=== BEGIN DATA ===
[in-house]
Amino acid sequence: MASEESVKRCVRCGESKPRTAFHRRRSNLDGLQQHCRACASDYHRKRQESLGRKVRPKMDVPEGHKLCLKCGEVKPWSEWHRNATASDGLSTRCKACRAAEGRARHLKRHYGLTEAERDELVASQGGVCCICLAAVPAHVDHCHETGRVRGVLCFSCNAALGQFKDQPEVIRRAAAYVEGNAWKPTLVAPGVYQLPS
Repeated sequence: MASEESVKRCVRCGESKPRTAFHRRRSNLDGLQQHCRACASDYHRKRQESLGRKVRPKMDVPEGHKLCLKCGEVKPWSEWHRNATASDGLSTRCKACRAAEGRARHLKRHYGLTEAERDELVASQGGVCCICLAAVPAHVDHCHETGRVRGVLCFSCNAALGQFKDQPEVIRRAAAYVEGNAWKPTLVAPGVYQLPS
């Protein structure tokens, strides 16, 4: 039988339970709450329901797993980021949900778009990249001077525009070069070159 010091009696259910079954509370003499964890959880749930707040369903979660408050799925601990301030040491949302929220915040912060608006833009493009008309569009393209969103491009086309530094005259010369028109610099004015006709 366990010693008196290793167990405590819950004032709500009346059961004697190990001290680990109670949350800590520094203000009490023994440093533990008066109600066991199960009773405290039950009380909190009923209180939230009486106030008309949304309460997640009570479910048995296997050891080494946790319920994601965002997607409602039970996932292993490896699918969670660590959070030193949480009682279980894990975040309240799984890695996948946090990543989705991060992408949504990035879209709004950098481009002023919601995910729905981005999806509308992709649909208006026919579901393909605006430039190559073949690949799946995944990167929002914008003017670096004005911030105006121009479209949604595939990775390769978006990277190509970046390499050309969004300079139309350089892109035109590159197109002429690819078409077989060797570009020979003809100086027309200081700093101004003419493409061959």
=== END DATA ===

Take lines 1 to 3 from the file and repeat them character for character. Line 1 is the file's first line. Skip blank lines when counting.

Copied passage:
[in-house]
Amino acid sequence: MASEESVKRCVRCGESKPRTAFHRRRSNLDGLQQHCRACASDYHRKRQESLGRKVRPKMDVPEGHKLCLKCGEVKPWSEWHRNATASDGLSTRCKACRAAEGRARHLKRHYGLTEAERDELVASQGGVCCICLAAVPAHVDHCHETGRVRGVLCFSCNAALGQFKDQPEVIRRAAAYVEGNAWKPTLVAPGVYQLPS
Repeated sequence: MASEESVKRCVRCGESKPRTAFHRRRSNLDGLQQHCRACASDYHRKRQESLGRKVRPKMDVPEGHKLCLKCGEVKPWSEWHRNATASDGLSTRCKACRAAEGRARHLKRHYGLTEAERDELVASQGGVCCICLAAVPAHVDHCHETGRVRGVLCFSCNAALGQFKDQPEVIRRAAAYVEGNAWKPTLVAPGVYQLPS